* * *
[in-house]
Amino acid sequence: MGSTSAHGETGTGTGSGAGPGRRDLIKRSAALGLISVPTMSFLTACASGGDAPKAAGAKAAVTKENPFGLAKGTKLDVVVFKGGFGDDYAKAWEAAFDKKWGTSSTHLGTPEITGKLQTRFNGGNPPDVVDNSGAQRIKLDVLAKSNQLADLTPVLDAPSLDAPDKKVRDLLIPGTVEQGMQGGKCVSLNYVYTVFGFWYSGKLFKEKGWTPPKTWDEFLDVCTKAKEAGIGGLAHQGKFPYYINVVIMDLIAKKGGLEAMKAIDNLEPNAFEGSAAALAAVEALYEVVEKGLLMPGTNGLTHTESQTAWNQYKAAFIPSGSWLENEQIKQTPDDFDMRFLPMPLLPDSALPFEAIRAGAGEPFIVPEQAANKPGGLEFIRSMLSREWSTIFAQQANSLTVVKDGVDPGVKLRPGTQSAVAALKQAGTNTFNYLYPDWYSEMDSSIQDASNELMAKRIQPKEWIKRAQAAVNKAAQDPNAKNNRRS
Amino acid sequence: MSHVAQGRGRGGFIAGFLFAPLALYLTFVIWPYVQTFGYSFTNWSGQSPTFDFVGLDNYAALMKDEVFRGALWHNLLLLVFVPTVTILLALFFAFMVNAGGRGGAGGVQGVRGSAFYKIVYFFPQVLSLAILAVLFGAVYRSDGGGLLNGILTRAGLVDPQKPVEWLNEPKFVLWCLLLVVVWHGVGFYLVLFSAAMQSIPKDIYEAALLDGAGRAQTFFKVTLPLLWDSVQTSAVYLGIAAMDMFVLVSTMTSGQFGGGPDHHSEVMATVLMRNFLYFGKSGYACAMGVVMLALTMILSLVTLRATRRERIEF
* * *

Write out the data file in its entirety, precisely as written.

[in-house]
Amino acid sequence: MGSTSAHGETGTGTGSGAGPGRRDLIKRSAALGLISVPTMSFLTACASGGDAPKAAGAKAAVTKENPFGLAKGTKLDVVVFKGGFGDDYAKAWEAAFDKKWGTSSTHLGTPEITGKLQTRFNGGNPPDVVDNSGAQRIKLDVLAKSNQLADLTPVLDAPSLDAPDKKVRDLLIPGTVEQGMQGGKCVSLNYVYTVFGFWYSGKLFKEKGWTPPKTWDEFLDVCTKAKEAGIGGLAHQGKFPYYINVVIMDLIAKKGGLEAMKAIDNLEPNAFEGSAAALAAVEALYEVVEKGLLMPGTNGLTHTESQTAWNQYKAAFIPSGSWLENEQIKQTPDDFDMRFLPMPLLPDSALPFEAIRAGAGEPFIVPEQAANKPGGLEFIRSMLSREWSTIFAQQANSLTVVKDGVDPGVKLRPGTQSAVAALKQAGTNTFNYLYPDWYSEMDSSIQDASNELMAKRIQPKEWIKRAQAAVNKAAQDPNAKNNRRS
Amino acid sequence: MSHVAQGRGRGGFIAGFLFAPLALYLTFVIWPYVQTFGYSFTNWSGQSPTFDFVGLDNYAALMKDEVFRGALWHNLLLLVFVPTVTILLALFFAFMVNAGGRGGAGGVQGVRGSAFYKIVYFFPQVLSLAILAVLFGAVYRSDGGGLLNGILTRAGLVDPQKPVEWLNEPKFVLWCLLLVVVWHGVGFYLVLFSAAMQSIPKDIYEAALLDGAGRAQTFFKVTLPLLWDSVQTSAVYLGIAAMDMFVLVSTMTSGQFGGGPDHHSEVMATVLMRNFLYFGKSGYACAMGVVMLALTMILSLVTLRATRRERIEF